systemd 250 Released With A Huge Number Of New Features, Improvements
Written by Michael Larabel in systemd on 23 December 2021 at 03:44 PM EST. 137 Comments
SYSTEMD --
Systemd 250 is the latest major open-source software project release for those trying to get out their releases before year's end... Simply put, systemd 250 is a very big feature release.

Systemd 250 has a lot in store that has accumulated over the past half-year. Following the release candidates the past few weeks, systemd 250 formally shipped this afternoon.


Systemd continues building on new features and functionality.


Among the many changes to find with systemd 250 are:

- Support for encrypted and authenticated credentials. This can be a key stored on /var/ or a TPM2 chip on the system whereby credentials will be automatically decrypted when the service is started. There is also a new tool called systemd-creds for dealing with the credentials. This can be used for SSL certificates, passwords, and other similar data.

- Expanding the GPT Discoverable Partitions Specification with support for root and /usr/ partitions on the majority of architectures supported by systemd, among other changes.

- Systemd-logind has new settings for long presses to the power, reboot, or suspend keys on the system. The long press (greater than 5 second) presses to those buttons can now be configured for logind if wanting to manipulate the behavior.

- A new per-service setting of RestrictFileSystems= for restricting the file-systems a service can access based on their type.

- Services also have a new setting RestrictNetworkInterfaces= for restricting access of services to specific network interfaces.

- The default maximum number of inodes has been raised from 64k to 1M for /dev and from 400k to 1M for /tmp.

- The per-user service manager now supports communicating with systemd-oomd for learning of out-of-memory kill information.

- Various TPM 2.0 trusted platform module support improvements.

- Support for activating dm-integrity volumes at boot using a new /etc/integritytab file.

- New hardware databases for signal analyzers and cameras. The camera hardware database keeps track whether cameras point forward/backward and of different types such as infrared.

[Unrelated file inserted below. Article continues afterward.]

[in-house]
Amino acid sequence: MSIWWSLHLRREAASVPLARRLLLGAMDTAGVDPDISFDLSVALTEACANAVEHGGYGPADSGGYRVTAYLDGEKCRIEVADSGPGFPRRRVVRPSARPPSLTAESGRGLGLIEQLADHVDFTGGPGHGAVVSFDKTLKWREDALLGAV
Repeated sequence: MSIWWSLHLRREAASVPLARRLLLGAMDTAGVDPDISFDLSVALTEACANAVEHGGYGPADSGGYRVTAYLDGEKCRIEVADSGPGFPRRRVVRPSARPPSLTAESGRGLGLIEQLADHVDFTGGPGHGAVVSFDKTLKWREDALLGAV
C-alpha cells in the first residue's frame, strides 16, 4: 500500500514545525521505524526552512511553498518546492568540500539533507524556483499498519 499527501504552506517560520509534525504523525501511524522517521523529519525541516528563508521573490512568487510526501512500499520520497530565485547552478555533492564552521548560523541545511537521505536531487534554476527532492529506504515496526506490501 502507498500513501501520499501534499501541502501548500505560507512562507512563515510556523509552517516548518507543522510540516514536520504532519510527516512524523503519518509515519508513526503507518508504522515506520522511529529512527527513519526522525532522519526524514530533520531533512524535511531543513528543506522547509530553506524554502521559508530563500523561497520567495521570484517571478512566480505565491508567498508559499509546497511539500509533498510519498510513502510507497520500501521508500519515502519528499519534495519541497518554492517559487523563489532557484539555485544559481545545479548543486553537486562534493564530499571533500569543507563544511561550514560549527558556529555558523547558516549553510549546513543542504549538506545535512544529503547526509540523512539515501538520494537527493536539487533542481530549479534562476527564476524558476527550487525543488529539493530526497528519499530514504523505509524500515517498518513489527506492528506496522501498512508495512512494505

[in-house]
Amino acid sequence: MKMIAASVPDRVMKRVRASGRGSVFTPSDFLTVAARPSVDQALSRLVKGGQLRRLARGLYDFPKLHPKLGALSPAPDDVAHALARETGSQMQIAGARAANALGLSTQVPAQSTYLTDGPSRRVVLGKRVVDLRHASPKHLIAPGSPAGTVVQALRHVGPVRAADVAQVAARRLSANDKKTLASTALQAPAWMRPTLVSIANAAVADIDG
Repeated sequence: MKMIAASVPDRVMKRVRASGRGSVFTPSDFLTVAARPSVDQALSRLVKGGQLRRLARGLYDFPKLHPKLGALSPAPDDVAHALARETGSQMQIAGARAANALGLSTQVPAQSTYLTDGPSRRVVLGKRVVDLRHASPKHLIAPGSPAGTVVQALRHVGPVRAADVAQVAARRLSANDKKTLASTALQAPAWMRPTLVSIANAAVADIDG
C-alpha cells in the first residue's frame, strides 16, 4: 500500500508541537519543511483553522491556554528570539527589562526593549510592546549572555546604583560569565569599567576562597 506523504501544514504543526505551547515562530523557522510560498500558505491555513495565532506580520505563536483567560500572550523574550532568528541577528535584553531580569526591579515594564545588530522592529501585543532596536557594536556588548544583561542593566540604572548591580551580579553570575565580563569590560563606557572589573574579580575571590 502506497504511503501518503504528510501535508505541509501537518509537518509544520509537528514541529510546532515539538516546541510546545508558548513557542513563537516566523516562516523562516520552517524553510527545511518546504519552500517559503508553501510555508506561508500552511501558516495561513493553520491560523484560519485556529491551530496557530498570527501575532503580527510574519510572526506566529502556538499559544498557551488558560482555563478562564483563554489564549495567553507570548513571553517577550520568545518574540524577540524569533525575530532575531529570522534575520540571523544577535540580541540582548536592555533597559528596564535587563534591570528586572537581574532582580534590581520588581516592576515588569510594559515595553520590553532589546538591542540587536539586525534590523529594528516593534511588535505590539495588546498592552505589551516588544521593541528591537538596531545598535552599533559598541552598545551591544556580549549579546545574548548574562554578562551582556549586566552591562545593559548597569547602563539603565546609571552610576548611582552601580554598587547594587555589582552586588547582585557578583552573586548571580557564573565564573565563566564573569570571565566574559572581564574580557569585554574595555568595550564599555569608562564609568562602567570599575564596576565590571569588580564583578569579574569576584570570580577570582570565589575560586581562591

- A new unit systemd-boot-update.service is added for when using sd-boot loader to ensure the boot-loader remains up-to-date and automatically propagated from OS tree information in /usr.

- Easier support for migrating home directories between systems when running systemd-homed. Systemd-homed now is using UID mapped mounts on supported kernels/file-systems where files are now internally owned by "nobody" and then mapped to the UID used locally on the system via the UID mapped mounts interface. This improves migrating home directories between systems by no longer having to recursively chown files.

- Systemd-homed now defaults to using Btrfs Zstd compression for home areas, following Fedora's recent decision to do so.

- Initial support for the LoongArch architecture.

- Systemd-journald now re-enables copy-on-write for archived journal files on supported file-systems.

- Introducing KERNEL_INSTALL_MACHINE_ID= support within /etc/machine-info. This value will be preferred over any /etc/machine-id value.

- Support for loading credentials from /loader/credentials/*.cred for credentials like SSH keys, rootfs encryption keys, dm-integrity keys, etc. These are intended for credentials that are not kernel/initrd-specific and thus should be loaded with any kernel image.

- A proper BCD (Boot Configuration Data) parser for Microsoft Windows' boot data used since Windows Vista.

- The systemd network-generator now supports link6 network configurations for having IPv6 link-local connectivity.

- Allowing statically linked builds for bootctl and systemd-bless-boot using the new "-Dlink-boot-shared=false" option. Adding this support was driven by CentOS/RHEL 9 having a full systemd stack except for bootctl/systemd-bless-boot.

- Hole punching improvements for the systemd journal.

- systemd-network-generator is now enabled by default.

Systemd 250 is a very big release with the above-mentioned items just being what caught my attention. See the NEWS file for the lengthy list of changes with systemd 250. Those rolling their own systemd builds can grab the fresh sources from GitHub.
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Michael Larabel is the principal author of Phoronix.com and founded the site in 2004 with a focus on enriching the Linux hardware experience. Michael has written more than 20,000 articles covering the state of Linux hardware support, Linux performance, graphics drivers, and other topics. Michael is also the lead developer of the Phoronix Test Suite, Phoromatic, and OpenBenchmarking.org automated benchmarking software. He can be followed via Twitter or contacted via MichaelLarabel.com.

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